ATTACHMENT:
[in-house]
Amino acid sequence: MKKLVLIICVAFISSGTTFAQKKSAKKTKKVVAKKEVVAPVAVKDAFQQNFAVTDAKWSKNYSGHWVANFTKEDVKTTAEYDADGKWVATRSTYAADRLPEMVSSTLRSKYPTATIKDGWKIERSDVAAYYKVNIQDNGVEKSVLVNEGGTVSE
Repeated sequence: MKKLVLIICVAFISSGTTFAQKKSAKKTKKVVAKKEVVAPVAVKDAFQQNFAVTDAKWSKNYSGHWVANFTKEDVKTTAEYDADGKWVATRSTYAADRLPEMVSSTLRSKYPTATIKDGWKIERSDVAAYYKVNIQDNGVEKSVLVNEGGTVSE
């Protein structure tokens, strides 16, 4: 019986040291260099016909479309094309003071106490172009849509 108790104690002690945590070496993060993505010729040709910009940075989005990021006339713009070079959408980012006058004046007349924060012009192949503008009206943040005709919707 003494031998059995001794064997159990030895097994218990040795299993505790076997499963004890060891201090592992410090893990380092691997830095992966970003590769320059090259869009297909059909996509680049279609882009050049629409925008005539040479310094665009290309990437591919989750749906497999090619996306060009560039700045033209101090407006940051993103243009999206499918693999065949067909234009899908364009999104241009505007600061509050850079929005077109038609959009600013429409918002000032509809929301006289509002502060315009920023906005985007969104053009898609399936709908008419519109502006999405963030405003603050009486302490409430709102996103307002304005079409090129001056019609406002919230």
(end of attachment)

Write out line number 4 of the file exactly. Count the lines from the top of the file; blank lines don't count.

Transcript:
């Protein structure tokens, strides 16, 4: 019986040291260099016909479309094309003071106490172009849509 108790104690002690945590070496993060993505010729040709910009940075989005990021006339713009070079959408980012006058004046007349924060012009192949503008009206943040005709919707 003494031998059995001794064997159990030895097994218990040795299993505790076997499963004890060891201090592992410090893990380092691997830095992966970003590769320059090259869009297909059909996509680049279609882009050049629409925008005539040479310094665009290309990437591919989750749906497999090619996306060009560039700045033209101090407006940051993103243009999206499918693999065949067909234009899908364009999104241009505007600061509050850079929005077109038609959009600013429409918002000032509809929301006289509002502060315009920023906005985007969104053009898609399936709908008419519109502006999405963030405003603050009486302490409430709102996103307002304005079409090129001056019609406002919230």